Aligning Social CRM & Enterprise 2.0

I have been reading Dave Evan’s new book on social media marketing over the weekend. I enjoyed reading some of his ideas around Social CRM and how it dovetails into E2.0. Of interest to me are the challenges in orchestrating internal collaboration and knowledge sharing mechanisms to take advantage of streams of conversations [ and the insights ] that a Social CRM program can bring in. All of a sudden, there are a whole range of questions to be answered :

  • Which departments need to see this stuff? – Operations, Marketing, R&D, Product Development?
  • Do you push this or do they pull it themselves?
  • Are they empowered to act collectively across department silos with the knowledge they have access to and would they [ engagement ] and can they [ technology] act? – Remember people can continue to act the way they have been acting always with access to new knowledge – I remember seeing a good Larry Prusak interview on how IBM missed the PC revolution even though managers had access to all the knowledge they needed to make the right decision.
  • Do employees have the necessary media/information literacies to leverage social tools for business impact? – Mike Gotta’s post on Enterprise Publics and the need for media and information literacies is a great starting point.  While Gotta speaks about “Writing” – we can easily extend this to other skills knowledge workers would need – bookmarking, aggregating, commenting, filtering, following, tagging etc.,

In summary, for organizations that are treading the social CRM space, it is pertinent to get internal collaboration mechanisms in place for real value to emerge – and it’s going to be more about empowerment, engagement and literacy [ media/information ] rather than the technology itself.


4 thoughts on “Aligning Social CRM & Enterprise 2.0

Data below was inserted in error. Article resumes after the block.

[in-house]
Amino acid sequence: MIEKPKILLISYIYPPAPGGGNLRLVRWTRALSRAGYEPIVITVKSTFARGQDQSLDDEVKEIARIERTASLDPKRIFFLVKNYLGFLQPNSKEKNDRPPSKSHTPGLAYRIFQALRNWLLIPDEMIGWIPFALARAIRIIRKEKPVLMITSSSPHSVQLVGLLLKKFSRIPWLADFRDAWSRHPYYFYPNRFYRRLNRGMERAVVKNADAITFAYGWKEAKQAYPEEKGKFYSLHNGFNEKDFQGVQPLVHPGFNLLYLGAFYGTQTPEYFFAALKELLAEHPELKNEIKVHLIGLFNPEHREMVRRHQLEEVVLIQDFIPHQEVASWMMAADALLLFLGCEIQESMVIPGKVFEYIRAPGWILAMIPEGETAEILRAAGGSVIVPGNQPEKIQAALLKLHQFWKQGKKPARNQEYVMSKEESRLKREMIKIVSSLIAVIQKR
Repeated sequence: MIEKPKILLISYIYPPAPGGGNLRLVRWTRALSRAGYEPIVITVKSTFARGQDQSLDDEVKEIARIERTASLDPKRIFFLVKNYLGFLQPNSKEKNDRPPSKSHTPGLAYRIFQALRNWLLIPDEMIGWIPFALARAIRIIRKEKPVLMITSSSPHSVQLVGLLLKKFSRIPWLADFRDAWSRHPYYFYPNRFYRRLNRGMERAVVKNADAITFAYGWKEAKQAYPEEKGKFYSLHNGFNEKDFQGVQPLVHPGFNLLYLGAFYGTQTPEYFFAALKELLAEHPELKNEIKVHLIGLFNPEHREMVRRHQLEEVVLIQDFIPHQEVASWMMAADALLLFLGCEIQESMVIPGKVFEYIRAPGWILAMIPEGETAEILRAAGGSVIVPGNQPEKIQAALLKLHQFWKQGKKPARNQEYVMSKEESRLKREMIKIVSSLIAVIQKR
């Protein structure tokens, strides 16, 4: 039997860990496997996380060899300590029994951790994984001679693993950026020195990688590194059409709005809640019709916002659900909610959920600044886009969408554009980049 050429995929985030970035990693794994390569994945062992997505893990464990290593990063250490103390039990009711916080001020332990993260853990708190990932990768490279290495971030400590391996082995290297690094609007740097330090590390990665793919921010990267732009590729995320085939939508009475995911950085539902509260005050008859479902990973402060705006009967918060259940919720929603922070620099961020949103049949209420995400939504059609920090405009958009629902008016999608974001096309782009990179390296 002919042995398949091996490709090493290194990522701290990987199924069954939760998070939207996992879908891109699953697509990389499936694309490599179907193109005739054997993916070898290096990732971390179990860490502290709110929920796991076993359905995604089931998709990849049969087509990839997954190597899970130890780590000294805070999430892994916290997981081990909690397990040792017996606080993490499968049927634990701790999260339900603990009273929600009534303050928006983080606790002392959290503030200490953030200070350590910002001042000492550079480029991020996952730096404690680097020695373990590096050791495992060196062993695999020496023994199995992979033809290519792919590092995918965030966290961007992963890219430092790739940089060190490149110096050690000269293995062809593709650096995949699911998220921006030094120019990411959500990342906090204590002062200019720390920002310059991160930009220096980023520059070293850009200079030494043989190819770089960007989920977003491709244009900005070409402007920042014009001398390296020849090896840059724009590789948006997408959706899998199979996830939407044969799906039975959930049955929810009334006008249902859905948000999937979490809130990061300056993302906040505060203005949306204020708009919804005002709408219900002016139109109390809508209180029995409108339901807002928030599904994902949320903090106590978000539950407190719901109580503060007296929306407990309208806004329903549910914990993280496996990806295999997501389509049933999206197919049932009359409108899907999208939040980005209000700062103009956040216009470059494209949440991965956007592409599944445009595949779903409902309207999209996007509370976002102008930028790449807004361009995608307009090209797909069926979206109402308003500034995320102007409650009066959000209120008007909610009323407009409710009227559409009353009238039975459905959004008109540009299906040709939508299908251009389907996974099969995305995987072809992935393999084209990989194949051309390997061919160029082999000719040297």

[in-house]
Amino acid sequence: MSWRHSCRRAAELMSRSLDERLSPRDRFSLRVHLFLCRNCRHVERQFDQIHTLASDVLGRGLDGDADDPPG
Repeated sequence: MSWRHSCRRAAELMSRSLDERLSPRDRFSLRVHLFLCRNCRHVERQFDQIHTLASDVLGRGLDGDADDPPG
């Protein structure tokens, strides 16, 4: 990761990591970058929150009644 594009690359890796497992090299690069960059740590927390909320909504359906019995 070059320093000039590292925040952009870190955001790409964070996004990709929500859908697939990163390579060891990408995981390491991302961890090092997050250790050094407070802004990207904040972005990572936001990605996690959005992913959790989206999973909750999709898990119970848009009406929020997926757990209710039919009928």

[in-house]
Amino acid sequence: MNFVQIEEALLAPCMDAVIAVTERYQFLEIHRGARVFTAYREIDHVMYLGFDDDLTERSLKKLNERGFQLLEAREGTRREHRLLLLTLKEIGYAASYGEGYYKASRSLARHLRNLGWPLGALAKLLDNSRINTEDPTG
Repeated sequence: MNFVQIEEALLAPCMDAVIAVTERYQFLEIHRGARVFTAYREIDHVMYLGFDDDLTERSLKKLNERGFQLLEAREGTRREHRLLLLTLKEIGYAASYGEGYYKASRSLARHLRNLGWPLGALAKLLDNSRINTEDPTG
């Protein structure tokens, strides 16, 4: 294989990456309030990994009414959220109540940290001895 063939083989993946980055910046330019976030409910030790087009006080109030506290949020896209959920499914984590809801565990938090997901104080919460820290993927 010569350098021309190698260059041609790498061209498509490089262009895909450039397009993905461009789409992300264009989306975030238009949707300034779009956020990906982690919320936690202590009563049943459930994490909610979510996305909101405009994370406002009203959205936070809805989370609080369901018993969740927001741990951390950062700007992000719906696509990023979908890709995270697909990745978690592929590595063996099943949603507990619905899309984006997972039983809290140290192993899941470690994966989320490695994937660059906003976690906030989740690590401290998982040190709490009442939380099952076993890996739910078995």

1. I have never looked at Enterprise 2.0 & Social CRM as being distinct, or at least that they have a heavy overlap. The earliest I tried to jot down some of my thoughts was a year ago. Since then there have been many more from the Social CRM & Enterprise 2.0 “camps” that have been looking at this holistic piece. For whatever reasons Enterprise 2.0 gravitated to being purely about the technologies inside the enterprise firewalls and thus employee collaboration, knowledge management & learning.

    Thankfully the two camps are getting together at the E2.0 conference in Santa Clara next month. Hope we see better integrated strategies, frameworks & solutions in the future.

  2. @Dinesh

    In your opinion how much does cultural aspects influence Social CRM and how does one assess the collaboration potential of a company despite its processes and leadership aligned to empowerment, enablement and literacy.

  3. @Satts – I think it is absolutely important to have the right culture for social CRM and any other major change initiative for that matter -a culture that puts customers at the center. I do not know of a quantitative way of measuring collaboration potential though many consulting firms claim to have a maturity model like the SEI-CMM thing [ about which I have very serious doubts – we all know how CMM works on the ground ].

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